I’m sure this wine is long ago sold out, as there were only 220 cases produced, and the blend varies from year to year, but you can’t go wrong with any of Syncline’s wines.  I wrote about our visit to the winery here, and if you have a chance to visit or try their wines, I would certainly recommend them.

Who Knew Jon Would Be Craving a Rosé…

The recent days of sunny weather put Jon in the mood for more Rosé, so we opened up a bottle of Syncline Wine Cellars 2010 Rosé.  Syncline is a small family owned winery in Lyle, Washington, on the Washington side of the Columbia River, right along the border with Oregon.  We had stopped there for a visit on our 2012 President’s Day Weekend Wine Tour.  For more information on that visit…

The Syncline Wine Cellars owner and winemaker tends toward the science of winemaking, and it is apparent when you read the tasting notes on their website.  It is made in the Saignée style, where the skins remain on the grape for a short period of time to impart some color, but the juice (the must) is drained off before it darkens to the color of a red wine.  Syncline uses a different blend for their Rosé each year, sampling some of the best grapes of the year from around the region.  This year they sourced their fruit from the Columbia River Gorge (Pinot), Horse Heaven Hills (Grenache and Mourvedre), and McKinley Springs (Grenache, Cinsault, Couniose and Carignan).  And throw in a bit of Red Mountain for good measure.

Syncline 2011 Rosé Label - a Different Blend than the 2010

The 2010 Syncline Rosé is a blend of 33% Pinot Nor, 17% Grenache, 17% Cinsault, 15% Carignan, 9% Mourvedre, and 9% Counoise.  Other than the Pinot Noir, these are all relatively rare grape varieties, and all ones that I have really enjoyed in other wines.  This blend  has a melon nose, with bit of grapefruit.  It is a dry wine which has a brief taste of strawberry, but a lingering taste of honeydew and grapefruit.  It has a very dry finish. Jon announced that it is one of the more complex Rosés he has tried.  On a hot day, this wine will really hit the spot.  I recommend it for when you are in the mood for a dry Rosé.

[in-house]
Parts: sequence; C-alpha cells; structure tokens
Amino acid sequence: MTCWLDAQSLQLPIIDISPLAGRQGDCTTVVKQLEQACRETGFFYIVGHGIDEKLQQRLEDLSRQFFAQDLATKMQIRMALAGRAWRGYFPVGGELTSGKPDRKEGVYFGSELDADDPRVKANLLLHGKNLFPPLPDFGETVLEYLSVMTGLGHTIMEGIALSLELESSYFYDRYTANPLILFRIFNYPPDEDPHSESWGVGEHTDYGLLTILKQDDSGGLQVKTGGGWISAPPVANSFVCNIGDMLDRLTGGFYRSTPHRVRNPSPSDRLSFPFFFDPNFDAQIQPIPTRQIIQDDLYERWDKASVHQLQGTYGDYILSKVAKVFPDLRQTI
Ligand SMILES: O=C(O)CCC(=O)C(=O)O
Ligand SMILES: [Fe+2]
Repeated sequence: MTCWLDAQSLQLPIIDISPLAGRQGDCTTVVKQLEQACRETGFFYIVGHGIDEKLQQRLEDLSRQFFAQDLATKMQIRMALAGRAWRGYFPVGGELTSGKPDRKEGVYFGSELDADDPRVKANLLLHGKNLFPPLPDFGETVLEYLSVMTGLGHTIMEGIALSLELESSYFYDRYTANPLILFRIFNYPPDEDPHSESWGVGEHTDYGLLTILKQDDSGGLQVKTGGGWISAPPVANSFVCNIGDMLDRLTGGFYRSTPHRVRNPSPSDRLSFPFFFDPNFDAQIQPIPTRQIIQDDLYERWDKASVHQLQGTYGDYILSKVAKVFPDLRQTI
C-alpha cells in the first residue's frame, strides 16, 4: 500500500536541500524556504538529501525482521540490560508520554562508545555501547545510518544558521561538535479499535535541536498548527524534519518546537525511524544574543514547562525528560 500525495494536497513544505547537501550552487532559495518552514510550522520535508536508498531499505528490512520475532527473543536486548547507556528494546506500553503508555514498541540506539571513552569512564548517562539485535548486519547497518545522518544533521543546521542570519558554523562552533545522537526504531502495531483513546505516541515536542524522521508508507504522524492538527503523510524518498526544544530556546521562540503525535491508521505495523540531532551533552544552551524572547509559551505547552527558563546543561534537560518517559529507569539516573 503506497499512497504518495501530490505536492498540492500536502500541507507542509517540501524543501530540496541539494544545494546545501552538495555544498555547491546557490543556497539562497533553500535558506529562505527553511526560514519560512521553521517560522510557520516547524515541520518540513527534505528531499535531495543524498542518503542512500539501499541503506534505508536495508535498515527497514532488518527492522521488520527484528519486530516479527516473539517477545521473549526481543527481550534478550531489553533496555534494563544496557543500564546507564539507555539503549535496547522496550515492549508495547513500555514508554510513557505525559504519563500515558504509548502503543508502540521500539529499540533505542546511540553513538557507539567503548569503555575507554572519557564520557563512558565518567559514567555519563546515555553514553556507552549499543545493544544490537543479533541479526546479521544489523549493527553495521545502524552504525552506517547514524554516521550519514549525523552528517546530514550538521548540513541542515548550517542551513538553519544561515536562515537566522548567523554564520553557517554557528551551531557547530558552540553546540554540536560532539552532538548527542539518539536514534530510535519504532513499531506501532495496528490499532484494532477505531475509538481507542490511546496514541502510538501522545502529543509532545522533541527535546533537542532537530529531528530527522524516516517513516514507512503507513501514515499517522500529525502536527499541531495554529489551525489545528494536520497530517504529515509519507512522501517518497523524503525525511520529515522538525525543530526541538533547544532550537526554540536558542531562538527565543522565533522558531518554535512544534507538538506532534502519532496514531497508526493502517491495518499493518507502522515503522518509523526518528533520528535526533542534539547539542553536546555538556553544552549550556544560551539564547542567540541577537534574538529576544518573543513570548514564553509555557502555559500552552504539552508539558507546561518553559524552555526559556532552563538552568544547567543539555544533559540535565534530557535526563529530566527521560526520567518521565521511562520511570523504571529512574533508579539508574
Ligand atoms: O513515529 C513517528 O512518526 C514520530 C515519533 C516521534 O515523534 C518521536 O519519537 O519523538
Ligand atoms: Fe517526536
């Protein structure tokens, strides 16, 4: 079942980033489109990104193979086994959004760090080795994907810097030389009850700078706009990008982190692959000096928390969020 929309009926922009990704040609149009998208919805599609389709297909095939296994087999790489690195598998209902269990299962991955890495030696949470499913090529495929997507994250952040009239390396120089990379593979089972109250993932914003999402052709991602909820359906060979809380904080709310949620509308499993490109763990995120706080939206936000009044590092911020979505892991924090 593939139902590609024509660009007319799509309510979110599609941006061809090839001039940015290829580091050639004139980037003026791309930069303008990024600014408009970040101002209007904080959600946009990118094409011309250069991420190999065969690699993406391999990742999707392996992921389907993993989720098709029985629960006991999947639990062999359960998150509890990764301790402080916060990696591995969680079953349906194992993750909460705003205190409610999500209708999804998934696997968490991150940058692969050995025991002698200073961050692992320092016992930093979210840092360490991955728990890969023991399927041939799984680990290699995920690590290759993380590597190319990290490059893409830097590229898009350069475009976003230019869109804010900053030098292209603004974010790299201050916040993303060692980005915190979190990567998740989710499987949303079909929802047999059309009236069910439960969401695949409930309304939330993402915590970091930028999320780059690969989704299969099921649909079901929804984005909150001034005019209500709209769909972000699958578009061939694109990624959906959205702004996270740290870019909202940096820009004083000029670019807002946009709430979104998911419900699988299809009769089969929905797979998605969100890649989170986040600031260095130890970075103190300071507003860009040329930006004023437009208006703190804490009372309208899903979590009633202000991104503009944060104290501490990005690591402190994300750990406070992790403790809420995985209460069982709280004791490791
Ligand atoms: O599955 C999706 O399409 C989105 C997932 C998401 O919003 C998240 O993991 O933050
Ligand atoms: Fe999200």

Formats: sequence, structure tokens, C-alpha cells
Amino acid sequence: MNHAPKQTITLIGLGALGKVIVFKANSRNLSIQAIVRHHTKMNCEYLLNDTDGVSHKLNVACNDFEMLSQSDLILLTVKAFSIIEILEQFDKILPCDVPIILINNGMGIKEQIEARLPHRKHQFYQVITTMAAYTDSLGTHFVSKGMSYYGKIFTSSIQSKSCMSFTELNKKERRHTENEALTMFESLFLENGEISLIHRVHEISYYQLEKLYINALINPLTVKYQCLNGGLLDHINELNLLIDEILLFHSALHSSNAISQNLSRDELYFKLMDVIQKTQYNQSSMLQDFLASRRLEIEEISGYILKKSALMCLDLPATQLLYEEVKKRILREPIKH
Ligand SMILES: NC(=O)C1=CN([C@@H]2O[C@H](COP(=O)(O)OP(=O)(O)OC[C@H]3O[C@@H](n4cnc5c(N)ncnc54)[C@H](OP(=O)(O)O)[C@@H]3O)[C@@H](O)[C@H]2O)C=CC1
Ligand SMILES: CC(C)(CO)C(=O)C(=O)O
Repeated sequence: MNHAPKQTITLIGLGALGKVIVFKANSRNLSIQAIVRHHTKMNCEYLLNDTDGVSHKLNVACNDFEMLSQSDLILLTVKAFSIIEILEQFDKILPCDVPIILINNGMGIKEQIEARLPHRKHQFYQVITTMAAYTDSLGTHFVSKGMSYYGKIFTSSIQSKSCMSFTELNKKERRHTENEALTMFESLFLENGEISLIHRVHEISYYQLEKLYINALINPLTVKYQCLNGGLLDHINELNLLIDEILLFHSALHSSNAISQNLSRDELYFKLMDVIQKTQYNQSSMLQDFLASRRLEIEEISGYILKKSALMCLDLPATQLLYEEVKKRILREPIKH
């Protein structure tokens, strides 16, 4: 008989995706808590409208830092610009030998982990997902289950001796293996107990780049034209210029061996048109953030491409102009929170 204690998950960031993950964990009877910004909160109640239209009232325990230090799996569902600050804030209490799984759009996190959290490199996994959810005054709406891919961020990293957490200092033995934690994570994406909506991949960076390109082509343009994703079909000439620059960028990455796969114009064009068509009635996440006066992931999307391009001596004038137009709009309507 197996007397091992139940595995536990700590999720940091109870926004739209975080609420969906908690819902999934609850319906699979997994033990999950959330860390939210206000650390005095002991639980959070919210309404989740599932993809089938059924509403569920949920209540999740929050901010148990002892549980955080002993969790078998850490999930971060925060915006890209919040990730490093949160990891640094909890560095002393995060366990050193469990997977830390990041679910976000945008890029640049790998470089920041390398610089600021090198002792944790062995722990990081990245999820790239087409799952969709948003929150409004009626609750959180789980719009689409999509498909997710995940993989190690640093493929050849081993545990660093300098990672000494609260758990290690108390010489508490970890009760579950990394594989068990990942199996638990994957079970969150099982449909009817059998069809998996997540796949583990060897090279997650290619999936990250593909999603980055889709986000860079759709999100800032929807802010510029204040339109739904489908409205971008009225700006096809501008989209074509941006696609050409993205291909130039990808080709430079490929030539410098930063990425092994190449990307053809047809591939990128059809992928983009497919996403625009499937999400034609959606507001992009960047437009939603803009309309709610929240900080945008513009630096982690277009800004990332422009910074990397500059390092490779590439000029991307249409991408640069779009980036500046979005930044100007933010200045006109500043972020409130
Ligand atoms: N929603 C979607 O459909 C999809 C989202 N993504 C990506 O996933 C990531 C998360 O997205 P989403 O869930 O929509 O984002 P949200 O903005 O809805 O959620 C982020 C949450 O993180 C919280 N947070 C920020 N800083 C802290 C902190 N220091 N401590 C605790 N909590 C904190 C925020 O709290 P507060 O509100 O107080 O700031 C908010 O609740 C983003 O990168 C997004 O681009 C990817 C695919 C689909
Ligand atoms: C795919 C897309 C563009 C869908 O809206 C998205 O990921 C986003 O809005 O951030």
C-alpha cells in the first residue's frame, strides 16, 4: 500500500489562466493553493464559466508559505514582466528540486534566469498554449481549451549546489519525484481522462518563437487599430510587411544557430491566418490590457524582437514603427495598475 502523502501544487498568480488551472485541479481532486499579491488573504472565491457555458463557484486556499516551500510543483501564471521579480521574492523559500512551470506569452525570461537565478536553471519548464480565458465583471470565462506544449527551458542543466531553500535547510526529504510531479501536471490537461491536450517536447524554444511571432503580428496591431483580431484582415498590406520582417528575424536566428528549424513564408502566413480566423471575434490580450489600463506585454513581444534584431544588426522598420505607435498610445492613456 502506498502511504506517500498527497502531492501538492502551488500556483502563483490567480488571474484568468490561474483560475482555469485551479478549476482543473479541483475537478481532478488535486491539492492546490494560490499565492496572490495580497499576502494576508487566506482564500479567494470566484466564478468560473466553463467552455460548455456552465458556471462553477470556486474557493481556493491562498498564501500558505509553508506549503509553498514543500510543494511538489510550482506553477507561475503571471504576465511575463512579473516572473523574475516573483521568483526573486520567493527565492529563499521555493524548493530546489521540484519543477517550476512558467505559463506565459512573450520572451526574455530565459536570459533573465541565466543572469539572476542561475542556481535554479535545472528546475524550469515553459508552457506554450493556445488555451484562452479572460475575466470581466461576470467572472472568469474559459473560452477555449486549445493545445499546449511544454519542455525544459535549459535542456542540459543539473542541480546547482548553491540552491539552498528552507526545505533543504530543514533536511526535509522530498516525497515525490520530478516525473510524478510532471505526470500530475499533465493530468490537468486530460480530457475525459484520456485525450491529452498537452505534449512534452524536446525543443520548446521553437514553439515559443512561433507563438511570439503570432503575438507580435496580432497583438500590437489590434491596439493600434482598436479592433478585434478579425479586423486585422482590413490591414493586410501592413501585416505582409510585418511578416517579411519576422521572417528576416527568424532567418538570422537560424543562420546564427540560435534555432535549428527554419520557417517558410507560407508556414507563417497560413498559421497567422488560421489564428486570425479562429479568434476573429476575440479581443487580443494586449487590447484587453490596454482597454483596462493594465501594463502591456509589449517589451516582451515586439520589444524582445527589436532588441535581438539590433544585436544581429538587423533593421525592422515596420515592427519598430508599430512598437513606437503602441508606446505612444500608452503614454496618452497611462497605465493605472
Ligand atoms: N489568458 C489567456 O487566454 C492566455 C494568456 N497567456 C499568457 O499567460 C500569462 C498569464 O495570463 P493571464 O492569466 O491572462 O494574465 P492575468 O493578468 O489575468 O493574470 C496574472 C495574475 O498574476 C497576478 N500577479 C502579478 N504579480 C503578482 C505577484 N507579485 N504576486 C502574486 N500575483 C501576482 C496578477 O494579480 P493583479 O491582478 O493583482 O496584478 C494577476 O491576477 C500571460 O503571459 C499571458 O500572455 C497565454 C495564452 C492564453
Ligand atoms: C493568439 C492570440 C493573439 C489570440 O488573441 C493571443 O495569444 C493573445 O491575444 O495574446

And on to Sonoma Valley

The next day of our wine tour we decided to go to the Sonoma Valley, which is just southwest of Napa Valley.  Napa focuses on Chardonnay and Cabernet Sauvignon, where Sonoma focuses more on Pinot Noir and Zinfandel.  We decided to make our first stop Cline Cellars.  We tried a Cline Syrah from the grocery store on our first night, and we were so impressed that we had to make a visit.  They have very reasonably priced wines, starting at $11 a bottle.  We stopped by at 10:30 on a Tuesday morning, and this place was hopping!  There were already almost a dozen people tasting, including a local character who had the whole tasting room laughing.  Our server, Rene, was excellent – personable, down to earth and he knew a lot of the wines.   I did stump him though, when I asked questions about one of the rare varietals.  I liked that he admitted he didn’t know the answer, instead of trying to pretend.  And then he pulled out an awesome book with every grape varietal known to man!  Their Syrahs were good, their Zinfandels were very good, and Jon and I both enjoyed their Mourvedre and Carignan (a varietal that I have not heard of before).